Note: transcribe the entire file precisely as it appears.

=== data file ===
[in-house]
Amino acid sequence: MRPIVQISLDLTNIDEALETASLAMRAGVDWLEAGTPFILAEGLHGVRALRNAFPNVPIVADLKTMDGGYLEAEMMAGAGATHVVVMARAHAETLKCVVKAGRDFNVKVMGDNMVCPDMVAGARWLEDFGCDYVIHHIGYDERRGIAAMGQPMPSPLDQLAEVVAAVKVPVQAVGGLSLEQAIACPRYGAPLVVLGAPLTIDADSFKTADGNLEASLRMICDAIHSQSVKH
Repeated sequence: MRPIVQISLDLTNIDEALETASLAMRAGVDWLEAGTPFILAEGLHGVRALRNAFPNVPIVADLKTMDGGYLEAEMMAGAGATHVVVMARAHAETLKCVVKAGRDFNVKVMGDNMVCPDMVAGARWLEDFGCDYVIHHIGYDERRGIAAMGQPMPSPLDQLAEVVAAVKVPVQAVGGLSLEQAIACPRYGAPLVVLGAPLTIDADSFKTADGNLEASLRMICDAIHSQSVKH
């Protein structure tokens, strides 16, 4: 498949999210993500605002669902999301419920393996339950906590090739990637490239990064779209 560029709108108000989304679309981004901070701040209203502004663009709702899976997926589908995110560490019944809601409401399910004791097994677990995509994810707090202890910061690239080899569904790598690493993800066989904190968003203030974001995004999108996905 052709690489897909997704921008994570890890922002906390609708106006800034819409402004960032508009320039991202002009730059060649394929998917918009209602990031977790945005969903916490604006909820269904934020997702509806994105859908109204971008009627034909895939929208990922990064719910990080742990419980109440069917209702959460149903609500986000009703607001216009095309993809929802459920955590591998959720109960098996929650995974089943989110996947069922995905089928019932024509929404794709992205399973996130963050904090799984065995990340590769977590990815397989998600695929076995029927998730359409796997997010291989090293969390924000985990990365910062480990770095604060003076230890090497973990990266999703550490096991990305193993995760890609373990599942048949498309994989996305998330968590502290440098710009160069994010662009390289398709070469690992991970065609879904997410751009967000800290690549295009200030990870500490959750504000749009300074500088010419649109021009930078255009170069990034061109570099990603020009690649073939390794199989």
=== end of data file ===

[in-house]
Amino acid sequence: MRPIVQISLDLTNIDEALETASLAMRAGVDWLEAGTPFILAEGLHGVRALRNAFPNVPIVADLKTMDGGYLEAEMMAGAGATHVVVMARAHAETLKCVVKAGRDFNVKVMGDNMVCPDMVAGARWLEDFGCDYVIHHIGYDERRGIAAMGQPMPSPLDQLAEVVAAVKVPVQAVGGLSLEQAIACPRYGAPLVVLGAPLTIDADSFKTADGNLEASLRMICDAIHSQSVKH
Repeated sequence: MRPIVQISLDLTNIDEALETASLAMRAGVDWLEAGTPFILAEGLHGVRALRNAFPNVPIVADLKTMDGGYLEAEMMAGAGATHVVVMARAHAETLKCVVKAGRDFNVKVMGDNMVCPDMVAGARWLEDFGCDYVIHHIGYDERRGIAAMGQPMPSPLDQLAEVVAAVKVPVQAVGGLSLEQAIACPRYGAPLVVLGAPLTIDADSFKTADGNLEASLRMICDAIHSQSVKH
């Protein structure tokens, strides 16, 4: 498949999210993500605002669902999301419920393996339950906590090739990637490239990064779209 560029709108108000989304679309981004901070701040209203502004663009709702899976997926589908995110560490019944809601409401399910004791097994677990995509994810707090202890910061690239080899569904790598690493993800066989904190968003203030974001995004999108996905 052709690489897909997704921008994570890890922002906390609708106006800034819409402004960032508009320039991202002009730059060649394929998917918009209602990031977790945005969903916490604006909820269904934020997702509806994105859908109204971008009627034909895939929208990922990064719910990080742990419980109440069917209702959460149903609500986000009703607001216009095309993809929802459920955590591998959720109960098996929650995974089943989110996947069922995905089928019932024509929404794709992205399973996130963050904090799984065995990340590769977590990815397989998600695929076995029927998730359409796997997010291989090293969390924000985990990365910062480990770095604060003076230890090497973990990266999703550490096991990305193993995760890609373990599942048949498309994989996305998330968590502290440098710009160069994010662009390289398709070469690992991970065609879904997410751009967000800290690549295009200030990870500490959750504000749009300074500088010419649109021009930078255009170069990034061109570099990603020009690649073939390794199989």